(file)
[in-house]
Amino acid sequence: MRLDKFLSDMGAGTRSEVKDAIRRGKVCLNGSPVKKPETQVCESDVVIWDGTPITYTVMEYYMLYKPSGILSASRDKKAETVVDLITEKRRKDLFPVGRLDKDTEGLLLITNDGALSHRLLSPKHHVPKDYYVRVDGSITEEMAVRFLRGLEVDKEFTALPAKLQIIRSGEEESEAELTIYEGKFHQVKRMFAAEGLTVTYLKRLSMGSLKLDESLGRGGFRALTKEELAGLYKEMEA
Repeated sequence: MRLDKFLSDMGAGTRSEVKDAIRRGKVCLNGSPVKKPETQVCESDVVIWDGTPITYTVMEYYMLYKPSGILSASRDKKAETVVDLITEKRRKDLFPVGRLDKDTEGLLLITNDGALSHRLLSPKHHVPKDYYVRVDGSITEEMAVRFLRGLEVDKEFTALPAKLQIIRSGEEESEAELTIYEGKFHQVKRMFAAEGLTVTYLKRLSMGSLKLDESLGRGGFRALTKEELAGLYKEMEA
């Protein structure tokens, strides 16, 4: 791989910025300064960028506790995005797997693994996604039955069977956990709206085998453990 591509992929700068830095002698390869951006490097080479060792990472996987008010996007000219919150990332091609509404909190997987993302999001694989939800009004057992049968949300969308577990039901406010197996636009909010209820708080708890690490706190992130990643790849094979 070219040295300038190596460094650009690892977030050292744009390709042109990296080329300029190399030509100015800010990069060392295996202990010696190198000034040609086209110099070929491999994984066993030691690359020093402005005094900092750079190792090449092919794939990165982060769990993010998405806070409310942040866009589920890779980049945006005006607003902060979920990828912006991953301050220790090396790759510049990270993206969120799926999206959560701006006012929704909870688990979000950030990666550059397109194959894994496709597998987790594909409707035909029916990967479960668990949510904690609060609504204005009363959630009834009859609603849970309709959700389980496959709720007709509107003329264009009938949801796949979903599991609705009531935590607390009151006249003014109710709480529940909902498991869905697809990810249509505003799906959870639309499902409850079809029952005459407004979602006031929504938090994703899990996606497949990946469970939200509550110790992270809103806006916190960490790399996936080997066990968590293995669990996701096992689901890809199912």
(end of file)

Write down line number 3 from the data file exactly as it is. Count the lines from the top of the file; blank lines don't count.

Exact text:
Repeated sequence: MRLDKFLSDMGAGTRSEVKDAIRRGKVCLNGSPVKKPETQVCESDVVIWDGTPITYTVMEYYMLYKPSGILSASRDKKAETVVDLITEKRRKDLFPVGRLDKDTEGLLLITNDGALSHRLLSPKHHVPKDYYVRVDGSITEEMAVRFLRGLEVDKEFTALPAKLQIIRSGEEESEAELTIYEGKFHQVKRMFAAEGLTVTYLKRLSMGSLKLDESLGRGGFRALTKEELAGLYKEMEA